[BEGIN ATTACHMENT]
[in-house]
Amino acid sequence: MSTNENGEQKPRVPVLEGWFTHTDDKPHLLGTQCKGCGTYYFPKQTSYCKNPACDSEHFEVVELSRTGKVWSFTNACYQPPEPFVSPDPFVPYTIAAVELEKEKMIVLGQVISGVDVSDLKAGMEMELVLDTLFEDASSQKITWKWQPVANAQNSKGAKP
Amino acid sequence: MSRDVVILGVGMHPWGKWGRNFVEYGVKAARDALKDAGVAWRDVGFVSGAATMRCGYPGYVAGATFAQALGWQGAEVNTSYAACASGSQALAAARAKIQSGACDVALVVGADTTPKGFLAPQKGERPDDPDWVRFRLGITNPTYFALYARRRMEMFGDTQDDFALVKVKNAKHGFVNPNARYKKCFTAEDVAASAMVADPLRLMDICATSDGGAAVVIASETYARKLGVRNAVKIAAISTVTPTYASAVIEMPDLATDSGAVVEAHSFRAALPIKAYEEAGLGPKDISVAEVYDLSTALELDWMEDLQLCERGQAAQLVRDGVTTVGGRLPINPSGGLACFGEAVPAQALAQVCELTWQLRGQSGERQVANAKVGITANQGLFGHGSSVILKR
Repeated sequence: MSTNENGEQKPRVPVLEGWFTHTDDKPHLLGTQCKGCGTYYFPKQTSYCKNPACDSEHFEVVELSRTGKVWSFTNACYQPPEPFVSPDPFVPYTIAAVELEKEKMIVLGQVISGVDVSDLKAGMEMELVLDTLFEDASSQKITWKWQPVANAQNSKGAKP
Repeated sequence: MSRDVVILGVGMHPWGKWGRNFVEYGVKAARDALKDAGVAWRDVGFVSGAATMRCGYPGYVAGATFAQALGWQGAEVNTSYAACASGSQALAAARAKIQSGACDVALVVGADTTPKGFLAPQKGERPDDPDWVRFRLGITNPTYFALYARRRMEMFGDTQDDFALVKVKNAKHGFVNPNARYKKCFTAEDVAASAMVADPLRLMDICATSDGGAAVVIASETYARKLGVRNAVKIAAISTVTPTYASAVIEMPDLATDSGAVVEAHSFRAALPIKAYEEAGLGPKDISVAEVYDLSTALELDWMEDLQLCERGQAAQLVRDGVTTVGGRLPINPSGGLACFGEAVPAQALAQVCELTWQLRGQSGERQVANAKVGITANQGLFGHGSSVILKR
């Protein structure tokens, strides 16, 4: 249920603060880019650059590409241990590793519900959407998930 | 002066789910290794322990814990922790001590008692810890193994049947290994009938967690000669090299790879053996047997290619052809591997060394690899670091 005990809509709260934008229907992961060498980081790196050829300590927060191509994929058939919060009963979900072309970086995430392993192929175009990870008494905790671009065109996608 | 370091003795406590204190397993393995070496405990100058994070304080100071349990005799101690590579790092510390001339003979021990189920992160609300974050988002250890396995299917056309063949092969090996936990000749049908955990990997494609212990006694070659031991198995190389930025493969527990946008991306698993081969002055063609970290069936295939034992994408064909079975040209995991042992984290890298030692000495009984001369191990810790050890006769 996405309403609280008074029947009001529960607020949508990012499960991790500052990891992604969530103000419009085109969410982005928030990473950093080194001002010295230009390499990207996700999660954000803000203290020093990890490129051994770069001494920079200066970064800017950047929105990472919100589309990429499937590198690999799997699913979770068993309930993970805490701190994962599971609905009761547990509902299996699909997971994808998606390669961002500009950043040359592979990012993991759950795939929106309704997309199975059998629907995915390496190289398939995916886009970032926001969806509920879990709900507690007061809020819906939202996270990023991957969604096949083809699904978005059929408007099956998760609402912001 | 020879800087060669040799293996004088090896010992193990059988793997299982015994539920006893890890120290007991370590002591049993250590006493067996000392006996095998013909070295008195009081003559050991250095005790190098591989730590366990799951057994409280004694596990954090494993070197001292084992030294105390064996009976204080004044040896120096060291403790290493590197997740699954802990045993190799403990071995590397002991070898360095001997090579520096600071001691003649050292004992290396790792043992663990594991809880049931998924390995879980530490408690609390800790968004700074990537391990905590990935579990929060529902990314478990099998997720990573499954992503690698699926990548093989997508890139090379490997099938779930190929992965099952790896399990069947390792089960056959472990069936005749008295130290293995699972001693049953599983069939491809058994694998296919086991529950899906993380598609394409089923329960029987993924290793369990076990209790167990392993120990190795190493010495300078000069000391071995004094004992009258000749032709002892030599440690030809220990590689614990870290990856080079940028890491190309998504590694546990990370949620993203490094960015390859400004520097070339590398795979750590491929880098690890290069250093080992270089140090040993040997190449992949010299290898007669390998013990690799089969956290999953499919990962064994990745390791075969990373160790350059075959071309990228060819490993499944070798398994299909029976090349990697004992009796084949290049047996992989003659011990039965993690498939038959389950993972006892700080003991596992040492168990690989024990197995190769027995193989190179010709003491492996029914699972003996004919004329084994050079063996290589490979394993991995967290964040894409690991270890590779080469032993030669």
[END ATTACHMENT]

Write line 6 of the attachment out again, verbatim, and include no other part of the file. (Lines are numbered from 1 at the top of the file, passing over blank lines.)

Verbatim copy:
């Protein structure tokens, strides 16, 4: 249920603060880019650059590409241990590793519900959407998930 | 002066789910290794322990814990922790001590008692810890193994049947290994009938967690000669090299790879053996047997290619052809591997060394690899670091 005990809509709260934008229907992961060498980081790196050829300590927060191509994929058939919060009963979900072309970086995430392993192929175009990870008494905790671009065109996608 | 370091003795406590204190397993393995070496405990100058994070304080100071349990005799101690590579790092510390001339003979021990189920992160609300974050988002250890396995299917056309063949092969090996936990000749049908955990990997494609212990006694070659031991198995190389930025493969527990946008991306698993081969002055063609970290069936295939034992994408064909079975040209995991042992984290890298030692000495009984001369191990810790050890006769 996405309403609280008074029947009001529960607020949508990012499960991790500052990891992604969530103000419009085109969410982005928030990473950093080194001002010295230009390499990207996700999660954000803000203290020093990890490129051994770069001494920079200066970064800017950047929105990472919100589309990429499937590198690999799997699913979770068993309930993970805490701190994962599971609905009761547990509902299996699909997971994808998606390669961002500009950043040359592979990012993991759950795939929106309704997309199975059998629907995915390496190289398939995916886009970032926001969806509920879990709900507690007061809020819906939202996270990023991957969604096949083809699904978005059929408007099956998760609402912001 | 020879800087060669040799293996004088090896010992193990059988793997299982015994539920006893890890120290007991370590002591049993250590006493067996000392006996095998013909070295008195009081003559050991250095005790190098591989730590366990799951057994409280004694596990954090494993070197001292084992030294105390064996009976204080004044040896120096060291403790290493590197997740699954802990045993190799403990071995590397002991070898360095001997090579520096600071001691003649050292004992290396790792043992663990594991809880049931998924390995879980530490408690609390800790968004700074990537391990905590990935579990929060529902990314478990099998997720990573499954992503690698699926990548093989997508890139090379490997099938779930190929992965099952790896399990069947390792089960056959472990069936005749008295130290293995699972001693049953599983069939491809058994694998296919086991529950899906993380598609394409089923329960029987993924290793369990076990209790167990392993120990190795190493010495300078000069000391071995004094004992009258000749032709002892030599440690030809220990590689614990870290990856080079940028890491190309998504590694546990990370949620993203490094960015390859400004520097070339590398795979750590491929880098690890290069250093080992270089140090040993040997190449992949010299290898007669390998013990690799089969956290999953499919990962064994990745390791075969990373160790350059075959071309990228060819490993499944070798398994299909029976090349990697004992009796084949290049047996992989003659011990039965993690498939038959389950993972006892700080003991596992040492168990690989024990197995190769027995193989190179010709003491492996029914699972003996004919004329084994050079063996290589490979394993991995967290964040894409690991270890590779080469032993030669």